The Ruins

Director    Carter Smith
Starring    Jena Malone, Shawn Ashmore, Laura Ramsey, Joe Anderson, Jonathan Tucker
Release    APR 4 (US) JUN 20 (UK)    Certificate 18
3 stars


26th June 2008

"This doesn't just happen!" yells one of The Ruins' clueless young protagonists. "Four Americans on vacation don't just disappear!" These guys obviously don't watch many horror films. Firstly, they think it's a great idea to go "off the beaten path" in Mexico. The path's beaten for a reason, a-holes. Secondly, if they'd seen recent movies like Hostel and Paradise Lost, they'd know it's absolutely possible to fall off the map and into a whole world of hurt. If they fit the criteria - young, promiscuous, no respect for other cultures - then chances are they'll be travelling back to the USA in a body bag, if at all.

These four Americans - two guys, two girls - are a bunch of thrill-seeking backpackers who wind up following their fellow travellers as they trek through the Mexican jungle to visit the site of an 'archaeological dig'. As soon as they find themselves at the foot of an ominous-looking ancient Mayan temple, they're staring down the business end of an ass-kicking at the hands of the local gun-toting militia, who are pissed that these dirty tourists are upsetting the area's natural equilibrium. Forced to the summit and stranded under the scorching sun, our unhappy campers discover why they're not allowed to leave: the vast swathes of foliage that covers the temple has a mind of its own.

So we've established that the douches caught in the middle of this latest horror shitstorm don't know jack about horror movie survival. But The Ruins is actually far smarter than your average 'teens in peril' fright-fest. The standard template may be to have your cast terrorised by dark forces unknown - a masked killer, a shadowy beast, a ghostly presence - but in The Ruins, the 'monster' is almost incidental: the damage that undoes our hapless heroes is mostly self-inflicted, brought on by the sheer fear the surrounding shrubbery generates. The creeping vines that cover the temple might not look scary - in killer plant terms we're definitely not in Audrey II territory - but, like George Romero's shuffling zombies, they're gonna get you eventually. It's this promise of a slow death that eventually drives the characters insane, and it's this refusal to use cheap scare tactics that marks The Ruins out as a refreshing break from the norm.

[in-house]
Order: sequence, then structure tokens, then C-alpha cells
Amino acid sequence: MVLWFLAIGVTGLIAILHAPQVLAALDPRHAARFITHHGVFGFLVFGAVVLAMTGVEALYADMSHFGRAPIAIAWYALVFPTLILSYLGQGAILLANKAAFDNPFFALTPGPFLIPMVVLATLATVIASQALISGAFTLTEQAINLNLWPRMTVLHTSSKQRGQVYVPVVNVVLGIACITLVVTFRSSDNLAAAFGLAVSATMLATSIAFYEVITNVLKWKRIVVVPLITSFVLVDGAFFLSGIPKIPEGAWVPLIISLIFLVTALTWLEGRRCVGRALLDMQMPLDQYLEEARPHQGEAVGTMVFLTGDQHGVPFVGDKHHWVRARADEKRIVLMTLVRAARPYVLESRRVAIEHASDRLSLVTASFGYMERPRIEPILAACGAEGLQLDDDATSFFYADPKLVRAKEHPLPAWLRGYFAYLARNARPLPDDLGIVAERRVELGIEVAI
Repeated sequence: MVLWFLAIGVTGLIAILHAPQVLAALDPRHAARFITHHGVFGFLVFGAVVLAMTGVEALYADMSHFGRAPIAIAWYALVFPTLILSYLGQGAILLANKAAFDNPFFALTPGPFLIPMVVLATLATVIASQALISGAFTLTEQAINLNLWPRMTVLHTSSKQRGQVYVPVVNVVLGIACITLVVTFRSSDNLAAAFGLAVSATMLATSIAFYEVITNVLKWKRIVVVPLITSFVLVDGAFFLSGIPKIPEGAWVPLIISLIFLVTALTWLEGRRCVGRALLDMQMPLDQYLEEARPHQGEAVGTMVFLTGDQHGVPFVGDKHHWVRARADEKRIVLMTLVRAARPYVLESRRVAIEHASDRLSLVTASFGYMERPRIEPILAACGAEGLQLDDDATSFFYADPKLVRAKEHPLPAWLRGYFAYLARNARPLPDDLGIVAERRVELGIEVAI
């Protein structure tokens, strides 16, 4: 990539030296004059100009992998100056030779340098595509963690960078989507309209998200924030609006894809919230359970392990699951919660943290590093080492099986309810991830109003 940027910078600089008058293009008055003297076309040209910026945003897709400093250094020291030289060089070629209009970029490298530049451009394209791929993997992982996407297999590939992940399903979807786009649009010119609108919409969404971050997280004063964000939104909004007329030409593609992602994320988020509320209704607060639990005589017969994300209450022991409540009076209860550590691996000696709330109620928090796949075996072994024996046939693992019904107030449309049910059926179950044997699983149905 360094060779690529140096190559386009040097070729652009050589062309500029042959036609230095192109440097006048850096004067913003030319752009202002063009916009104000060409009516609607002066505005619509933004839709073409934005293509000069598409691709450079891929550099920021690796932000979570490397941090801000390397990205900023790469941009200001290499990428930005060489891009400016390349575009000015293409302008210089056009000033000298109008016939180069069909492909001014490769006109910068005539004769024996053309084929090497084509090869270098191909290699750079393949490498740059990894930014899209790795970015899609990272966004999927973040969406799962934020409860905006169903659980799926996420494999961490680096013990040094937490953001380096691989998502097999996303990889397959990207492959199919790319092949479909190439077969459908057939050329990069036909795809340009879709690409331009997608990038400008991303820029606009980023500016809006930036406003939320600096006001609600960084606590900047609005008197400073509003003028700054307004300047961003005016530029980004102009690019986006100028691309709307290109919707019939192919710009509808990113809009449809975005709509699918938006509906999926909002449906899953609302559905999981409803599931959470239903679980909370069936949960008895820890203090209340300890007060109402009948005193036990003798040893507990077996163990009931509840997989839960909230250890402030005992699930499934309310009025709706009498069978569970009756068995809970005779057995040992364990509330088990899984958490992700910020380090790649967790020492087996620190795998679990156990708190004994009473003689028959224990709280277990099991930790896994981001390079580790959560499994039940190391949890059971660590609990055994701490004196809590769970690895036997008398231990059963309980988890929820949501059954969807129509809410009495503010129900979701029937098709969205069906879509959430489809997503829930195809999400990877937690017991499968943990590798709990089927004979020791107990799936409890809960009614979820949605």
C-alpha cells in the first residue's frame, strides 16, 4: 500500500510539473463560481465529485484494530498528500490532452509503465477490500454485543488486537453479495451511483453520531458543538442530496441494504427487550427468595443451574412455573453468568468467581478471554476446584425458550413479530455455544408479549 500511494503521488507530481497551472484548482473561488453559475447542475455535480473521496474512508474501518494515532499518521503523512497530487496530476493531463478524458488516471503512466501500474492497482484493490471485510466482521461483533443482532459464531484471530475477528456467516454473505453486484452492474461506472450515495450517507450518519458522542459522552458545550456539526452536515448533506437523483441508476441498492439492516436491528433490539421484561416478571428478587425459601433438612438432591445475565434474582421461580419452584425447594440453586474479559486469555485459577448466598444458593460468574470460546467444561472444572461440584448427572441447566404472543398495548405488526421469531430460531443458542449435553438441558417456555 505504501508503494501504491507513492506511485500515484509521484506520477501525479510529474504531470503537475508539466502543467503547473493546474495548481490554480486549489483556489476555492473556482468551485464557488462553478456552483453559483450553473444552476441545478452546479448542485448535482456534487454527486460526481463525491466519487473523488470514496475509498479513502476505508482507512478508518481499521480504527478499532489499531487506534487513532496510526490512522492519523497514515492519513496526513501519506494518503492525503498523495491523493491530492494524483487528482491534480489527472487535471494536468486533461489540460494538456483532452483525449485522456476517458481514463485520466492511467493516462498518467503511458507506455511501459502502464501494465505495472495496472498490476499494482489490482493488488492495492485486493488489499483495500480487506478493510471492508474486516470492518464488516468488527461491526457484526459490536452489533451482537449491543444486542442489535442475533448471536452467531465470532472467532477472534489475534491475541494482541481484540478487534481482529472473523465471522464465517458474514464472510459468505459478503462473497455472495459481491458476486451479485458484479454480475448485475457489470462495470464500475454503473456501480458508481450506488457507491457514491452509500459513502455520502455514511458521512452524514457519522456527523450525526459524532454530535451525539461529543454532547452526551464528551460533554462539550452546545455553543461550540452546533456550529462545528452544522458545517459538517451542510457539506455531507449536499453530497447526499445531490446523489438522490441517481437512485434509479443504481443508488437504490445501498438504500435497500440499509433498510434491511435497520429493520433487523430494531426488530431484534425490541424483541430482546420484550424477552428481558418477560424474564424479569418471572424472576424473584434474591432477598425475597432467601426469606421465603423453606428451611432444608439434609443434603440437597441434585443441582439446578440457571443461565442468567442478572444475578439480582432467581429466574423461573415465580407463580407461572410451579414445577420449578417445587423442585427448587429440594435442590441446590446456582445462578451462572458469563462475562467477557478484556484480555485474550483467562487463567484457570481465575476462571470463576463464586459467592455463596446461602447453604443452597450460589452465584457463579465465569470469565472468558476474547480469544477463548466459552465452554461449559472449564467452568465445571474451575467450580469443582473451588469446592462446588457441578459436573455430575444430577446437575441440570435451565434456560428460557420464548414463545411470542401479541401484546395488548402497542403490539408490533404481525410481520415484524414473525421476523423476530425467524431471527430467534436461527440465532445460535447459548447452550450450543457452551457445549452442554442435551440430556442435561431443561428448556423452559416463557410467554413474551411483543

Naturally, some concessions are made to your average horror movie audience. There's some wonderfully gory, though totally unnecessary, scenes of dismemberment. There's a sex scene, albeit an extremely unsexy and equally unnecessary one. And it wouldn't be a horror movie at all if one of the characters didn't go into a deep dark, obviously nasty hole with nothing but a torch-lamp and a quizzical expression on their face. Strangely, considering it's adapted from a book - written by Scott Smith of A Simple Plan fame - the script is pretty weak throughout; there's no memorable lines or smartass teen dialogue (although I guess we should be grateful for that last one - no one wants to see Juno of the Jungle). Otherwise, it's a blast - short-lived and silly, but never The Happening silly.

It won't change the way you think about horror movies; it won't have you fearing the environment; it's not worth skipping a Hancock or a Wanted or a Dark Knight for. But if you fancy a goofy little thrill that's a ray of sunshine compared to the usual glut of gloomy slasher flicks and tawdry torture pornos, The Ruins is just what the doctor ordered. Maybe it does pay to go off the beaten path once in a while after all. Ali

More:  Horror  Thriller  Sex  Monster
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